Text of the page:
An entry animation is great but let's go a little further and animate components when they leave the page.

Adding AnimatePresence and exit animations

One feature of Framer Motion is that it can animate components after they've left the React DOM. To activate this feature you can use the AnimatePresence component. For my website, I use the optional exitBeforeEnter prop which tells the entrance animation to wait until the exit animation has ended before starting - without this the content would mount on top of the unmounting content, looking messy.

You'll need to add the AnimatePresence component to the _app.js file so that it never unmounts (unmounting would disable the exit animations). Note also the initial={false} prop which disables the entry animation when you first visit the website. Disabling it is just a personal preference, remove that line if you want to enable it.

Once AnimatePresence is added to _app.js, you can add an exit animation to your motion.main component. See this in the two code blocks above.

We're almost finished but we just need to fix an issue with Next.js scrolling to the top of the page when the route changes.

Solving the scroll on link change issue

When adding page navigation to a Next.js application you should be using the Link component. By default, when the Link component is clicked it scrolls to the top of the page before animating, making the page transitions look a bit clunky. See below:


Scrolling to the top before animating

Fortunately the fix for this is pretty easy. For each Link component that is used around your codebase, add the scroll={false} prop. This will disable the scrolling when its clicked. To make this easier and maintain clean code, I created a component that wraps Link but disables the scroll. I called it NoScrollLink and you can view it on GitHub.

After disabling the Link component's scroll, it's a good idea to scroll to the top of the page after the Framer Motion exit animation has completed. This gives the effect of content leaving at the current scroll height but the new content entering at the top of the page. Again this is easy, you can use the onExitComplete prop on the AnimatePresence component in _app.js. The following code snippet will scroll to the top once the exit animation has completed.

onExitComplete={() => window.scrollTo(0, 0)}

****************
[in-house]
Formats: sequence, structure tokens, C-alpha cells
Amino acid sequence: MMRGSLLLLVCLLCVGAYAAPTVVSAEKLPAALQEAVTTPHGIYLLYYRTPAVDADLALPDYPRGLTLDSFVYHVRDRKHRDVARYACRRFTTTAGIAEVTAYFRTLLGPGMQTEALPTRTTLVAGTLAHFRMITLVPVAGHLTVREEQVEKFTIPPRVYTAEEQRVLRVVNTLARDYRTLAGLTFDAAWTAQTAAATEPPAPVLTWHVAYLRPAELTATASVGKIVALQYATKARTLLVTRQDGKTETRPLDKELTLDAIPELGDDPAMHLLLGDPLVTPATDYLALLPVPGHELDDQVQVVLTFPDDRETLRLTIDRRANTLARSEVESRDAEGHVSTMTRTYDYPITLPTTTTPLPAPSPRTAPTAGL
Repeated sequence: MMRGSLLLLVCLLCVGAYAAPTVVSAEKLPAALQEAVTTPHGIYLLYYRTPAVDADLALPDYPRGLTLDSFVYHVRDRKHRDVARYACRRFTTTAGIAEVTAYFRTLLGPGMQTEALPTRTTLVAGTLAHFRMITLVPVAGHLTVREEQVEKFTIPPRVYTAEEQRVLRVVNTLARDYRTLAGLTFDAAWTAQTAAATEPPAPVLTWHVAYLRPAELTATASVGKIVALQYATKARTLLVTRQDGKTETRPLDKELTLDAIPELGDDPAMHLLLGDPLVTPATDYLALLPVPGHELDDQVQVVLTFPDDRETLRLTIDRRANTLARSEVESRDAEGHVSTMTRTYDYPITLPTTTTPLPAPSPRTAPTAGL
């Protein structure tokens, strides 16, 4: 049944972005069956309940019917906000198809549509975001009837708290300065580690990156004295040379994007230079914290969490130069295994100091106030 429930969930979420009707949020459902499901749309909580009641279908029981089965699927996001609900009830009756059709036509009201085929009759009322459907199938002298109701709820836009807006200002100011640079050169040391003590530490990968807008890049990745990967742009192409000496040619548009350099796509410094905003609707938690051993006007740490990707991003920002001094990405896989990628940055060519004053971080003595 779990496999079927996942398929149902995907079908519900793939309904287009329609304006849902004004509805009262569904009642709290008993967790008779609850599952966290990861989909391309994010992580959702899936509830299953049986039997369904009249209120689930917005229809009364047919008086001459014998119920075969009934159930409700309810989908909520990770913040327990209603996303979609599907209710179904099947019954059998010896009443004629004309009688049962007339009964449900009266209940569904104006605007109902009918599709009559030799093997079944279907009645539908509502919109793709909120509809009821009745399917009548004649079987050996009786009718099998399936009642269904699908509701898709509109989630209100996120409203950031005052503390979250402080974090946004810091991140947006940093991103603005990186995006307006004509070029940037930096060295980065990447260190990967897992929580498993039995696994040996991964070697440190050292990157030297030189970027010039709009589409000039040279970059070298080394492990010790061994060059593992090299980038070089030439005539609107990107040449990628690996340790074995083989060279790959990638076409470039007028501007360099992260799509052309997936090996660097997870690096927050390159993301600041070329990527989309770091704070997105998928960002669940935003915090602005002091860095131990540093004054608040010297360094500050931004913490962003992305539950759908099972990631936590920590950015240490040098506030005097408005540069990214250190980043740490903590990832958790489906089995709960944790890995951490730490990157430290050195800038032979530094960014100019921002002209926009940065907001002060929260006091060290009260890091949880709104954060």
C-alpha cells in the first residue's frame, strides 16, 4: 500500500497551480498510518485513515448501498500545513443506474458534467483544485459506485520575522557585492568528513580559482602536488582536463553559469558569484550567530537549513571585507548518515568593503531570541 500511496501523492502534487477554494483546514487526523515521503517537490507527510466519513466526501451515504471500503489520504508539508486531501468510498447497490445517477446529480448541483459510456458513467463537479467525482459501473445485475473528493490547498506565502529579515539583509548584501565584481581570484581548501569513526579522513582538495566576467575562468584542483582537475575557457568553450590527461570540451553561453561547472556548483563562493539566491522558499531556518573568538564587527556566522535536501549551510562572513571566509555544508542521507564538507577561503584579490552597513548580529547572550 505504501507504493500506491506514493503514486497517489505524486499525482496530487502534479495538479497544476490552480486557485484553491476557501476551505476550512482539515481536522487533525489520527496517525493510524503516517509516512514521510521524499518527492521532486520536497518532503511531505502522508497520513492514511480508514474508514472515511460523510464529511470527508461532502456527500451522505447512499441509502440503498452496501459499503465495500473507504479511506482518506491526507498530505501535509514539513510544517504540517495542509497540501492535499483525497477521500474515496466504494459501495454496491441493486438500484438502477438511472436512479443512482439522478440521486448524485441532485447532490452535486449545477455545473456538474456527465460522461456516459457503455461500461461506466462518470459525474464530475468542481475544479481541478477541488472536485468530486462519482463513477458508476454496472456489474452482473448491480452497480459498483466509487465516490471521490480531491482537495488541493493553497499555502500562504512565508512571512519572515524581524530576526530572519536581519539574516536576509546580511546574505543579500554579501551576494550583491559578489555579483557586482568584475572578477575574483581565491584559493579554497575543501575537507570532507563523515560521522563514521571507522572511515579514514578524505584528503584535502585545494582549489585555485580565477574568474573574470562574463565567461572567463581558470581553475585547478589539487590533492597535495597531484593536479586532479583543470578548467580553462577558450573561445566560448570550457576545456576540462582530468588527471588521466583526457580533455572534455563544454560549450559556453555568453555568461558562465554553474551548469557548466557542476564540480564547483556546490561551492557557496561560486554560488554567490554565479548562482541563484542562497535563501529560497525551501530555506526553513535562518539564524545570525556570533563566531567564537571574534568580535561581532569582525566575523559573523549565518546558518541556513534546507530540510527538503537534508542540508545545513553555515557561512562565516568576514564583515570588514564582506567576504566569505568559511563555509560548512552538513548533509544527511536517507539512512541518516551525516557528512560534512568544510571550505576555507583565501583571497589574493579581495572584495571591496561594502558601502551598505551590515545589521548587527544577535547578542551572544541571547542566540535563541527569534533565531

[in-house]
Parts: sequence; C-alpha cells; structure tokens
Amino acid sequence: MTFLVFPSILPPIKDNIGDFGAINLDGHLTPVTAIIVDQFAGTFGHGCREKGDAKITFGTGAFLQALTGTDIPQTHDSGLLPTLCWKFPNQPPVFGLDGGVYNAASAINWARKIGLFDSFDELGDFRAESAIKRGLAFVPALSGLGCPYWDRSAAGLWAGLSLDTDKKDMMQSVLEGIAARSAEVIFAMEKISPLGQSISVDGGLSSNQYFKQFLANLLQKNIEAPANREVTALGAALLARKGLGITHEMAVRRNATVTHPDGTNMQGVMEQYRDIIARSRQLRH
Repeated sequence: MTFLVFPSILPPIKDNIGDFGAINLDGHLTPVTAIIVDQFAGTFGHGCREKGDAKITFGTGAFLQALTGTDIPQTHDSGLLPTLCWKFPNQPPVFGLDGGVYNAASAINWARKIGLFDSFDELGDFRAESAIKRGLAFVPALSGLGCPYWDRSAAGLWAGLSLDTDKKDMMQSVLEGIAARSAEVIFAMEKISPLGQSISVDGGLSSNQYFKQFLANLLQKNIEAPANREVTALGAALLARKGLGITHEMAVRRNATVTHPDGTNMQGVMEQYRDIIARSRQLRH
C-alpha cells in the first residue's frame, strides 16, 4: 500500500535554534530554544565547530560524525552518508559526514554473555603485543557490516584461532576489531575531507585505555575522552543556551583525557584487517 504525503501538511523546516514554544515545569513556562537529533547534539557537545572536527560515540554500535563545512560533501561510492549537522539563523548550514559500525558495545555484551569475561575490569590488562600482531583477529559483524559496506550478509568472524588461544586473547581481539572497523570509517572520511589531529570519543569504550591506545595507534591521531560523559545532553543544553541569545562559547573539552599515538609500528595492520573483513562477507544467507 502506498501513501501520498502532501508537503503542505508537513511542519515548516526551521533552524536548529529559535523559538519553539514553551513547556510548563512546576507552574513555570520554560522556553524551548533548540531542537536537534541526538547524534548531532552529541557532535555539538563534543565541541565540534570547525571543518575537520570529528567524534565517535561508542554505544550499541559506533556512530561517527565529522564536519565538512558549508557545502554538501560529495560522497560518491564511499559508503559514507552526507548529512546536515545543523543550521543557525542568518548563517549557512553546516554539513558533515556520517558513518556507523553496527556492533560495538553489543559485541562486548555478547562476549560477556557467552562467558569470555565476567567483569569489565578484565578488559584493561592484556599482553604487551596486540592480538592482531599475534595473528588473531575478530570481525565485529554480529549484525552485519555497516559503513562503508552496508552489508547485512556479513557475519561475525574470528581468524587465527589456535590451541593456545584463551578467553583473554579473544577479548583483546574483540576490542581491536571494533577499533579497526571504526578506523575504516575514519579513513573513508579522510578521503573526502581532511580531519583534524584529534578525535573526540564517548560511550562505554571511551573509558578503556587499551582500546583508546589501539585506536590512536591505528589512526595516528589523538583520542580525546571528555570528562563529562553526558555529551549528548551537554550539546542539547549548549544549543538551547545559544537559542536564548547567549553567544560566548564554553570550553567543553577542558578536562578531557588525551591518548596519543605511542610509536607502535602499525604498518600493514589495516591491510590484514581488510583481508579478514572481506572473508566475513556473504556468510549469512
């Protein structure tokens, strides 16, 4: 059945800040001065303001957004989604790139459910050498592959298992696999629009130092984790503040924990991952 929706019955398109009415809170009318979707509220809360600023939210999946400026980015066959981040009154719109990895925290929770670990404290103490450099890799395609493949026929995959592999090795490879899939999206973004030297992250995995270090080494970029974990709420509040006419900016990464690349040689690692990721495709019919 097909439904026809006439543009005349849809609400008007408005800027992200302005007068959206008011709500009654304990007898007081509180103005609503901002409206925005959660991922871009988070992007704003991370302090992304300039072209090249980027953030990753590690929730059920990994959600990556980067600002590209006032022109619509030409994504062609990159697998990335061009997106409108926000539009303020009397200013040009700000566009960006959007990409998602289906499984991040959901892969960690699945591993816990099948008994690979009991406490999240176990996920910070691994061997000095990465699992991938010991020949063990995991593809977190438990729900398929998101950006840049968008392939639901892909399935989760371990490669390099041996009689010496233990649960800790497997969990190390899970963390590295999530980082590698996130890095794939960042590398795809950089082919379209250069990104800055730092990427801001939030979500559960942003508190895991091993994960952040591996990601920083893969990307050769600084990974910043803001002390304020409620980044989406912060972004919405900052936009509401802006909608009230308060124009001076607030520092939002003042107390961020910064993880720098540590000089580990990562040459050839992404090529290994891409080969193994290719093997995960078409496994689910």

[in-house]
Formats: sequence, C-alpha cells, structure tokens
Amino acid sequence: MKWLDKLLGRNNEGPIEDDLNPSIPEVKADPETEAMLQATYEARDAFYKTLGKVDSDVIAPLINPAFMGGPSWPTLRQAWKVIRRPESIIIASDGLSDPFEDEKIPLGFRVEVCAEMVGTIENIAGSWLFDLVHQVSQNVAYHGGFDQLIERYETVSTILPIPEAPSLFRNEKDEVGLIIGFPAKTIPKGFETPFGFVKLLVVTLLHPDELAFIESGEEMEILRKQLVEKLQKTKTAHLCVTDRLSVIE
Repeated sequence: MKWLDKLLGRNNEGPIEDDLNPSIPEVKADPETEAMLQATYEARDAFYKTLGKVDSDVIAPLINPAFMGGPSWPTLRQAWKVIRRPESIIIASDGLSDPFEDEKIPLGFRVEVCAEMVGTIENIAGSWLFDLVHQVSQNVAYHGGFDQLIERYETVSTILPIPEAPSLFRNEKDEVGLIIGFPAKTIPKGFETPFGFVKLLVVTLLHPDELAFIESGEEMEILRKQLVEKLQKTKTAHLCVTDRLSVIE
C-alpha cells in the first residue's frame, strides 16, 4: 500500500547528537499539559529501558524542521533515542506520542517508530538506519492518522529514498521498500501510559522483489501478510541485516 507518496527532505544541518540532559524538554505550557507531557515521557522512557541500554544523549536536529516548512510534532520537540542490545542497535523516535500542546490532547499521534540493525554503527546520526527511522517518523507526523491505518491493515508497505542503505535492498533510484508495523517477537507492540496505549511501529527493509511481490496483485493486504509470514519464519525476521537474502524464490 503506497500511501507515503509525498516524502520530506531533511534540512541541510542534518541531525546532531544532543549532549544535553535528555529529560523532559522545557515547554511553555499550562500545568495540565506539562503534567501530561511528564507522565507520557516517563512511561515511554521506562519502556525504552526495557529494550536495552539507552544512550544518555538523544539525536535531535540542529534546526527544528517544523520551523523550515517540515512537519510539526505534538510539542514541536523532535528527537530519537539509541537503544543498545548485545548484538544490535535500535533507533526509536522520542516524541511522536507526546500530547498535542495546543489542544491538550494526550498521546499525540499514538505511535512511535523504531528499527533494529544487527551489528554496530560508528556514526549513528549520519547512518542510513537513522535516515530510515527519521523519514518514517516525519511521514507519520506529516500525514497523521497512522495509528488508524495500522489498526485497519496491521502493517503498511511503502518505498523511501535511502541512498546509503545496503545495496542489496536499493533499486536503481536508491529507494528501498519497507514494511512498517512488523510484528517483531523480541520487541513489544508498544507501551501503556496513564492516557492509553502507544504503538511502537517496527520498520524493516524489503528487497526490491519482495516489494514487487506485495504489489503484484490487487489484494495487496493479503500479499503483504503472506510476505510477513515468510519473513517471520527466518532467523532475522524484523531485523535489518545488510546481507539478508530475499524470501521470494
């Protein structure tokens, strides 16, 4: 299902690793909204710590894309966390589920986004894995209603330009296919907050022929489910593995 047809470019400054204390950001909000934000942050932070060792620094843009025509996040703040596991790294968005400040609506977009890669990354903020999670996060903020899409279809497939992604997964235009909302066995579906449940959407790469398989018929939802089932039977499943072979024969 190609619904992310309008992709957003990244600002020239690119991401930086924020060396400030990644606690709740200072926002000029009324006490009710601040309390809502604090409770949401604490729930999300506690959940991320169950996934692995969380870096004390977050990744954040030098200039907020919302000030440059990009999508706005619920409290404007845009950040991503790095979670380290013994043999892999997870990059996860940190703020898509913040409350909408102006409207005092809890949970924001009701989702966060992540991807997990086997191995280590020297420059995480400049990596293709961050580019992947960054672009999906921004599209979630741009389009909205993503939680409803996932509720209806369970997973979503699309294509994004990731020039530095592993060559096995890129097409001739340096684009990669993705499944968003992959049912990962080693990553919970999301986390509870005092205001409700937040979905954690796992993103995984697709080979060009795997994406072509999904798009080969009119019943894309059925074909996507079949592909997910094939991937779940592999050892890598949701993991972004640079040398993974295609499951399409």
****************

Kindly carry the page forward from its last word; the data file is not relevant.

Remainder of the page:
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View on GitHub

Having added that, when you change page Framer Motion should unmount the old content, scroll to the top and mount the new content.


The finished product

If you've been following along or want to see it live on my website you'll see the following page transitions:


The finished page animation


Summary

In this article I wanted to help others add page transitions to their Next.js app with the help of Framer Motion. I overcame some obstacles when adding them to my website such as realising AnimatePresence needed to be in _app.js and how to stop the scroll to the top of the page after a Link is clicked.

If you've anything to add or just want to show some appreciation, leave a comment or react!

Thanks for reading!

Discussion (3)

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jameswallis profile image
James Wallis Author

Don't forget to add the key value to your Next.js Component tag inside _app.js. It needs to be unique for every page (you can just use the page url).

github.com/james-wallis/wallis.dev...

I'll update the post with this information at some point.

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beazer profile image
Dave • Edited

Great timing on this post! I've spent so long today struggling to get my animation to work between pages... I was using an <a tag instead of the <Link tag! Thanks for pointing that out in this post, it steered me back from the edge!

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jameswallis profile image
James Wallis Author

Ha amazing, took me ages to get around to writing it so the timing is very lucky!